6. My plot remained mostly intact, though almost everything else got rewritten during the revision process. It isn't that the first drafts weren't good, just that every time I looked at them I saw ways in which they could be better. Honestly? I don't mind revising that much (unless I thought I was already done).

    Though, I tend to work that way. First draft is the chance to spew everything out, later drafts are what really shape the novel. I think I need to see the whole picture before I can hammer out the details.

    I am little jealous that you can approach your first draft with such care. It would be nice to finish that draft and know that I didn't still have hours and hours of work ahead. Ah well. It's interesting how everyone works so differently. :)

    Is anything ever truly ready? I imagine that if I do get an agent, they're going to suggest pages of rewrites. But, you're right. It's important to get it as close as possible.

  7. Thanks for the encouraging comments over on my blog. It's nice to have someone in the same situation to commiserate with. I do not have the problem of being influenced by big important novels. I've read a lot of them, but so many of them are difficult and although beautifully crafted, I have a hard time sinking into them. Of course, that's probably just me. I like contemporary lit and even *gasp* commercial/genre lit.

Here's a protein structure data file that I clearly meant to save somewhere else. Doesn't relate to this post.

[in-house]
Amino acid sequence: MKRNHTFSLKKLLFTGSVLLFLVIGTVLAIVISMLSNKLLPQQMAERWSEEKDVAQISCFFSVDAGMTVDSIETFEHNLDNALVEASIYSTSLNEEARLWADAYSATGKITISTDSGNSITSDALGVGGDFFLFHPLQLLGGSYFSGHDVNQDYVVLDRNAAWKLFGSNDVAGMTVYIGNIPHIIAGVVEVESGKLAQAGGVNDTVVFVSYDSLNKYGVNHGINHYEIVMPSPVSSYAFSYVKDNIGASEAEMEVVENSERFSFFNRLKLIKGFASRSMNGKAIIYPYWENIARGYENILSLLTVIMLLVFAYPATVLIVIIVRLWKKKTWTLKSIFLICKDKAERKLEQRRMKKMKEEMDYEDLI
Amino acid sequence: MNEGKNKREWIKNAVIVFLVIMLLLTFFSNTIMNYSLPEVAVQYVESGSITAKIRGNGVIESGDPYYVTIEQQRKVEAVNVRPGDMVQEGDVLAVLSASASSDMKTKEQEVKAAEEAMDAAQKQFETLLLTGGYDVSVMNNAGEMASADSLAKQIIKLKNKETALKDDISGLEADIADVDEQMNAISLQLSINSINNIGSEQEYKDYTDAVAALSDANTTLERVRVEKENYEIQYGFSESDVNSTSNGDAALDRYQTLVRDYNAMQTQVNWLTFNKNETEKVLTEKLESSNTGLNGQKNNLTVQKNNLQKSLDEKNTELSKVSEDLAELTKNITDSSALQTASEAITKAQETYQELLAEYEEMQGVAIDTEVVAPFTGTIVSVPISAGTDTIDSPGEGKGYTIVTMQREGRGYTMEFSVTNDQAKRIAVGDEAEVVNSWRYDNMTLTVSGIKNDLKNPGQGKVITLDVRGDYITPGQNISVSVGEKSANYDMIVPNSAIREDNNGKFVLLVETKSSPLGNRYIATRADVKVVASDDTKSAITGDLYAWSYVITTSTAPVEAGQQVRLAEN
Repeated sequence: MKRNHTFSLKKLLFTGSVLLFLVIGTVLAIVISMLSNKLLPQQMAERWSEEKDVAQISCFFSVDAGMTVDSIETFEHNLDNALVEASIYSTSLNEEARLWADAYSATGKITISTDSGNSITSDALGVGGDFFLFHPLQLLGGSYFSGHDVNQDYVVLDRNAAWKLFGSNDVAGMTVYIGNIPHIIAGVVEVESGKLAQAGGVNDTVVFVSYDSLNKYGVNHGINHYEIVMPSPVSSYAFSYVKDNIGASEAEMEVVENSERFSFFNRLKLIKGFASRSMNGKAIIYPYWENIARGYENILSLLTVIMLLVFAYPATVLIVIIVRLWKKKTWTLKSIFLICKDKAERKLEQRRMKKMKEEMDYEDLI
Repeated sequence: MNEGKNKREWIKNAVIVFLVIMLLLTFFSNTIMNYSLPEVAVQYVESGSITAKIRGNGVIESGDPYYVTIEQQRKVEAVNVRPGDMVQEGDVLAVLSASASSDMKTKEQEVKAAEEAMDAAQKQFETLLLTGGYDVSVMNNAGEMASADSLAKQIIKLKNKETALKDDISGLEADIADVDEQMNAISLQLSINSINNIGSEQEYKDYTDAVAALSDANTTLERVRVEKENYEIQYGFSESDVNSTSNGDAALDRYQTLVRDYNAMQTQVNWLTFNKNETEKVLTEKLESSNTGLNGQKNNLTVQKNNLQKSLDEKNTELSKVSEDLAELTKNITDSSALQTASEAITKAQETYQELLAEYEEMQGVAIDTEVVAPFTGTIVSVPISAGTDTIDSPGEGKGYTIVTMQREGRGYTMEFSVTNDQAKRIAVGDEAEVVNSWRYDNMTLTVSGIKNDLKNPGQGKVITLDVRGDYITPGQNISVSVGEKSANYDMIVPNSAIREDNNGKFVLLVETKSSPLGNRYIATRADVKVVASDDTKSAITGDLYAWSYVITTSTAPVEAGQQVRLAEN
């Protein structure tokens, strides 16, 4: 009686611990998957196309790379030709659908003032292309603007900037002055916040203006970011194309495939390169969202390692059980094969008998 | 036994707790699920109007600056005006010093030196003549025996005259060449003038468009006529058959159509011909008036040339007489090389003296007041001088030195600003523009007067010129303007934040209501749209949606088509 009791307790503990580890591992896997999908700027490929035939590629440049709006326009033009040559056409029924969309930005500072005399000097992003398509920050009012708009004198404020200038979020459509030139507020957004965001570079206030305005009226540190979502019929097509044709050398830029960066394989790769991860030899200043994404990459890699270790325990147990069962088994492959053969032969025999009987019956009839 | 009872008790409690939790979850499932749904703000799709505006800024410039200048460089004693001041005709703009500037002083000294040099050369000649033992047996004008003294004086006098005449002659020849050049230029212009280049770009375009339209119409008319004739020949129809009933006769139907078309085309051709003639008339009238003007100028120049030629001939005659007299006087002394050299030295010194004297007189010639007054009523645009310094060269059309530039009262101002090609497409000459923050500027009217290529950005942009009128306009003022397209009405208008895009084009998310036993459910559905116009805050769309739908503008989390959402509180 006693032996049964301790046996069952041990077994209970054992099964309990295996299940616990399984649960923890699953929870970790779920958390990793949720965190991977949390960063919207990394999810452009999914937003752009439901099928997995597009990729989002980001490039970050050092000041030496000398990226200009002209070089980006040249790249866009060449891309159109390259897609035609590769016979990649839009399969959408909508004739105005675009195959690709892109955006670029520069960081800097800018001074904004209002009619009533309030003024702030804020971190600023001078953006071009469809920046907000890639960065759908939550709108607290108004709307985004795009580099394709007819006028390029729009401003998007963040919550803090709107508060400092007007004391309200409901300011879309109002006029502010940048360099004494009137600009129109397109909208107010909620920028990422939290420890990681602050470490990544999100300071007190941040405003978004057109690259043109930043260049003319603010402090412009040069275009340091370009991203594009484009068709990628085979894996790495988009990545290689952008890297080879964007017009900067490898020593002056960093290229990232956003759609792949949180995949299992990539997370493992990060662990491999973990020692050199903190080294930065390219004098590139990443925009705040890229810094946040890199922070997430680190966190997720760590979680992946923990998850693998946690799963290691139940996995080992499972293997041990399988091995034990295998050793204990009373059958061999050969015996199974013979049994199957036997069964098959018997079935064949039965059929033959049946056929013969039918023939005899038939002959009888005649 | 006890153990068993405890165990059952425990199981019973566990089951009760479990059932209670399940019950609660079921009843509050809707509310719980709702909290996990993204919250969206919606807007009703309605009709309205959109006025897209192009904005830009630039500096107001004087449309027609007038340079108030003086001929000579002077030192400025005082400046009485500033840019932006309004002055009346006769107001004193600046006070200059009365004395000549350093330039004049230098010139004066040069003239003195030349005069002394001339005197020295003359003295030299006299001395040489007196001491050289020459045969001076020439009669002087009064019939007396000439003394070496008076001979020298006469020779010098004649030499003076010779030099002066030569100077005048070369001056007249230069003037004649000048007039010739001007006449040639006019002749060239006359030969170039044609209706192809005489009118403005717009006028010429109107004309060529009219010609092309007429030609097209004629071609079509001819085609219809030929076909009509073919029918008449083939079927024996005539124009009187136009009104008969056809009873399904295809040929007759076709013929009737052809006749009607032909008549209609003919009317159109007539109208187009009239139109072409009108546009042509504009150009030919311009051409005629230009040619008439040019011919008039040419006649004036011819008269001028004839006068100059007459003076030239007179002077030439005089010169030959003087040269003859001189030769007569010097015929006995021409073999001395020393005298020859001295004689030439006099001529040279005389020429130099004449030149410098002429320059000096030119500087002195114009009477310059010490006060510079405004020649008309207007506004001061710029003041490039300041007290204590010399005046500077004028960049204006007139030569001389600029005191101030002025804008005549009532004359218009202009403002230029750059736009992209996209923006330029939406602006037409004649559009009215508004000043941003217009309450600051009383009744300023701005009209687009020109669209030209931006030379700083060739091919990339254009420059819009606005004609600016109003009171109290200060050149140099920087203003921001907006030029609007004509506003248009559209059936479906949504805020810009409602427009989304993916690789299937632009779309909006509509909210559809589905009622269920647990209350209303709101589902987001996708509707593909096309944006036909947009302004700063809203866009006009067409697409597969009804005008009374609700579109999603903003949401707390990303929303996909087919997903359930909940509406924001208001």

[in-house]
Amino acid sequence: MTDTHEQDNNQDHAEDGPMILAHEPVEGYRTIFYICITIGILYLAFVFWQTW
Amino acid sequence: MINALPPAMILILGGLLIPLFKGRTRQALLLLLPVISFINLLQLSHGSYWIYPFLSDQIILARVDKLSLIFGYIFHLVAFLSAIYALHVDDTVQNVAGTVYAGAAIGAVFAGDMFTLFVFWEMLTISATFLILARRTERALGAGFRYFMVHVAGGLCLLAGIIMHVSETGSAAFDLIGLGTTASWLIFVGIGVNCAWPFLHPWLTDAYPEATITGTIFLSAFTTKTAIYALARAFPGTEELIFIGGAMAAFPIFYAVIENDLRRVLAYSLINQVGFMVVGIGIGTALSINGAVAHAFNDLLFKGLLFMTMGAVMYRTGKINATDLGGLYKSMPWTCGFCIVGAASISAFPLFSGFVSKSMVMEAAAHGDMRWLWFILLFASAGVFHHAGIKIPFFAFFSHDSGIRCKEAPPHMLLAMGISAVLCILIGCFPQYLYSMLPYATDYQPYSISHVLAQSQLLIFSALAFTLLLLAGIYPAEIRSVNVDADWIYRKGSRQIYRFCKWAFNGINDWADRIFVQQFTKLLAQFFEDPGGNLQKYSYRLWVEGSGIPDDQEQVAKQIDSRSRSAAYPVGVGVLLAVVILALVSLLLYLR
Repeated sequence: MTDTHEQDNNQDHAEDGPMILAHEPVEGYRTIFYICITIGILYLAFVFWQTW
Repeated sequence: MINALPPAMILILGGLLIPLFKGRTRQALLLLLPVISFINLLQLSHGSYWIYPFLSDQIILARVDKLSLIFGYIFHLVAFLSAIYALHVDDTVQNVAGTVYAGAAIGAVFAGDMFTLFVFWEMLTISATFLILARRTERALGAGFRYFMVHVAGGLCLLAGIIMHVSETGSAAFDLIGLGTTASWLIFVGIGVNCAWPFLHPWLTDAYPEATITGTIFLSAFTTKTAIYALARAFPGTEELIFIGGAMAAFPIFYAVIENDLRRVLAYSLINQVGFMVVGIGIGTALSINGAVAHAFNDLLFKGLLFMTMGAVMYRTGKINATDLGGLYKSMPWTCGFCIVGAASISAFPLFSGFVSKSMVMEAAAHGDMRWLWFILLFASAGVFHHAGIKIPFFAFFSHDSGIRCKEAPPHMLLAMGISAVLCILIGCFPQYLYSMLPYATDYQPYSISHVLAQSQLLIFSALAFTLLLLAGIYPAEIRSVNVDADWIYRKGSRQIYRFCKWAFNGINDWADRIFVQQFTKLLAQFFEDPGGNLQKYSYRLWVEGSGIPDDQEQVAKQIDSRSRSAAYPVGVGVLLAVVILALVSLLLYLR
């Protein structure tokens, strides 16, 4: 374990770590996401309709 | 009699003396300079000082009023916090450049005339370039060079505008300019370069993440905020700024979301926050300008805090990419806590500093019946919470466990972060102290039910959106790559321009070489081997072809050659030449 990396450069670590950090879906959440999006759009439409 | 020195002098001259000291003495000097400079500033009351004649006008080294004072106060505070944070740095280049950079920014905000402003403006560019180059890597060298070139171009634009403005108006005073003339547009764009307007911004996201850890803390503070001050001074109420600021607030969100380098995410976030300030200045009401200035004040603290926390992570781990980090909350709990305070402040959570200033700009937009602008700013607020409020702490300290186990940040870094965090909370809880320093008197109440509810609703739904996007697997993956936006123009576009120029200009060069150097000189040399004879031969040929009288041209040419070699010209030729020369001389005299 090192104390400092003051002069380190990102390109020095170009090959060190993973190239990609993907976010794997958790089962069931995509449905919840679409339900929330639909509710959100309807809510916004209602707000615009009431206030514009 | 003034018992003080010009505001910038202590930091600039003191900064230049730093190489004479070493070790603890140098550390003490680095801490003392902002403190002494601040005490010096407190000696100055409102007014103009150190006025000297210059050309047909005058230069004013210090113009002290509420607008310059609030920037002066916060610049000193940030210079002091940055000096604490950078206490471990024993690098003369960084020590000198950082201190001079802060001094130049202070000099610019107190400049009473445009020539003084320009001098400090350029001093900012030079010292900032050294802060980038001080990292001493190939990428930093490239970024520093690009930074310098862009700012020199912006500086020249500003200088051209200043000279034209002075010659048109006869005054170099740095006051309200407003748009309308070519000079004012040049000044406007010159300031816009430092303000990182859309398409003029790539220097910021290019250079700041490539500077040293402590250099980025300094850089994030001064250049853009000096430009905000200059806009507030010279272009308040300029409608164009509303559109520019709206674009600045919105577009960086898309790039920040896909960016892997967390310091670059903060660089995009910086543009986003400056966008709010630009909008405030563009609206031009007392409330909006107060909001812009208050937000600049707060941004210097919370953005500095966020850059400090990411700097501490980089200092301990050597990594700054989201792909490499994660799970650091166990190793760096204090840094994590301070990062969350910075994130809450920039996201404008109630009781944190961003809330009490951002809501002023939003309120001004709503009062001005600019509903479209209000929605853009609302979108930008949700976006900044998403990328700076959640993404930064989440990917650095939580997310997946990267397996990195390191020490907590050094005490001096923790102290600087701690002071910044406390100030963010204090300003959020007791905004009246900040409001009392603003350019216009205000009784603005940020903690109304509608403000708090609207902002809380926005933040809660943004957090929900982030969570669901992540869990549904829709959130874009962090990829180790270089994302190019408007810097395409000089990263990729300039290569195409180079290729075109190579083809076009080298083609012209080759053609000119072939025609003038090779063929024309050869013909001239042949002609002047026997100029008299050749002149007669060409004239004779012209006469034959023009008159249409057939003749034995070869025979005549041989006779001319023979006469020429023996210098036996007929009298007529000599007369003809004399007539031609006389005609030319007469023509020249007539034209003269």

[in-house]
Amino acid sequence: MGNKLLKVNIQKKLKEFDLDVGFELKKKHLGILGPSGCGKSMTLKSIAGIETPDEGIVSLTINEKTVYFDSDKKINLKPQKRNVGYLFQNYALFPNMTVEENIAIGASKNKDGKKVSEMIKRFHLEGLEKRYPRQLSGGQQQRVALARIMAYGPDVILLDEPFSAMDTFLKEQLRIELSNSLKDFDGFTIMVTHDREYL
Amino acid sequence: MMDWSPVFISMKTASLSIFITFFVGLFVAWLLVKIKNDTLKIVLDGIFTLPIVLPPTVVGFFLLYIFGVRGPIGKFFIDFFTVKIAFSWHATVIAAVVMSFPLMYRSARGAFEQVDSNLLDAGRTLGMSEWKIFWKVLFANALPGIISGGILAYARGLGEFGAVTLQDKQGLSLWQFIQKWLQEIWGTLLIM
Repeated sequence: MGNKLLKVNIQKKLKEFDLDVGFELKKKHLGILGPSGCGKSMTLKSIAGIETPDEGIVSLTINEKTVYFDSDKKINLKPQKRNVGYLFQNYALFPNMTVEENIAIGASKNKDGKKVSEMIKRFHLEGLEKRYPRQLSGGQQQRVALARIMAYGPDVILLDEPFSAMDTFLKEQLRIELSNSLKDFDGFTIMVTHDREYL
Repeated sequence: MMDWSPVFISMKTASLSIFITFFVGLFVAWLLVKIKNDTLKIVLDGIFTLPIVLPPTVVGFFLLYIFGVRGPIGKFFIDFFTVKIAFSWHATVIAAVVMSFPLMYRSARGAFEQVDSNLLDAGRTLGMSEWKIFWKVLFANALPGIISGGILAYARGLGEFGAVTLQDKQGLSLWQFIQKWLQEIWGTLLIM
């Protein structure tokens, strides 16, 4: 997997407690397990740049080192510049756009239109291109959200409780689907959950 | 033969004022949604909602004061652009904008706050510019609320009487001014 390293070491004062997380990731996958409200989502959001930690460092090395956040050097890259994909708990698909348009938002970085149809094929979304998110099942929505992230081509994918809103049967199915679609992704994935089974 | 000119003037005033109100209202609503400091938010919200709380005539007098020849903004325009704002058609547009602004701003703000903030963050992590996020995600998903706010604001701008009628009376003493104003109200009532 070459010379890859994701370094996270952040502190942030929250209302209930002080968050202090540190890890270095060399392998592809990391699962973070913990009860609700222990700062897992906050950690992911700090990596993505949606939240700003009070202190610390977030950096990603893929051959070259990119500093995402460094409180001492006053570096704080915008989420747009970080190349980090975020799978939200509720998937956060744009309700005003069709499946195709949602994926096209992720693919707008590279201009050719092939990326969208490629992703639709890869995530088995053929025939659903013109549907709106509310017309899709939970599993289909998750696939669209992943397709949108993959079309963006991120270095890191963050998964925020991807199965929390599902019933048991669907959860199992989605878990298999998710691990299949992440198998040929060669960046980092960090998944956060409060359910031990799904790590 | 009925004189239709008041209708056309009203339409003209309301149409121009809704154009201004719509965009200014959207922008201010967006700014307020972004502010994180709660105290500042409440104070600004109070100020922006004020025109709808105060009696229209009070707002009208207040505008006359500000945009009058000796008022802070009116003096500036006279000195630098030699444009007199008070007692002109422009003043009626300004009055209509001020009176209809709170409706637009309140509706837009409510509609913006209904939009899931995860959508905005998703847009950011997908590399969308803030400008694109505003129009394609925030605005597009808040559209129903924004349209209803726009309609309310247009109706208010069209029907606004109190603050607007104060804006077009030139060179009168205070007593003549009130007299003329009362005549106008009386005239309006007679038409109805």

So, I finished my novel. I was so proud. But there were things that bothered me. When the agent gave voice to some of those very things, I was at first depressed, then determined. Now I've trashed the first half and rewritten 8 new chapters which are vastly better.

    You talked about goals vs resolutions. My goal is to have this rewrite done by end of January. I might even be able to have it done before then if I push myself hard. Wanna race?! hehe.

    Good luck with yours and don't be a stranger!

  8. Mara - I love contemporary work, adult and young adult, but have always felt like a person out of time or a creature living in the wrong dimension, so I relate strongly to classic and scifi/fantasy lit. Of course, it's always going to be on a book-by-book basis. (Die Dickens, die!) (not really) (maybe)

    Isn't it funny how the first chapters are the hardest to get right? Those are the bits that have undergone the most revision in my novel. Once the momentum is in place, everything proceeds as it should, but getting the momentum going is tricky.

    Heh, regarding your challenge: I'm not certain that's a bet you want to make. I've had a few days off for the holidays and am already 30,000 words into my rewrite. I will be the champion. I will dominate. I will laugh as you cry and question the fates. I will... ahem. Sorry about that. I get a bit competitive at times.

    Thanks for stopping by!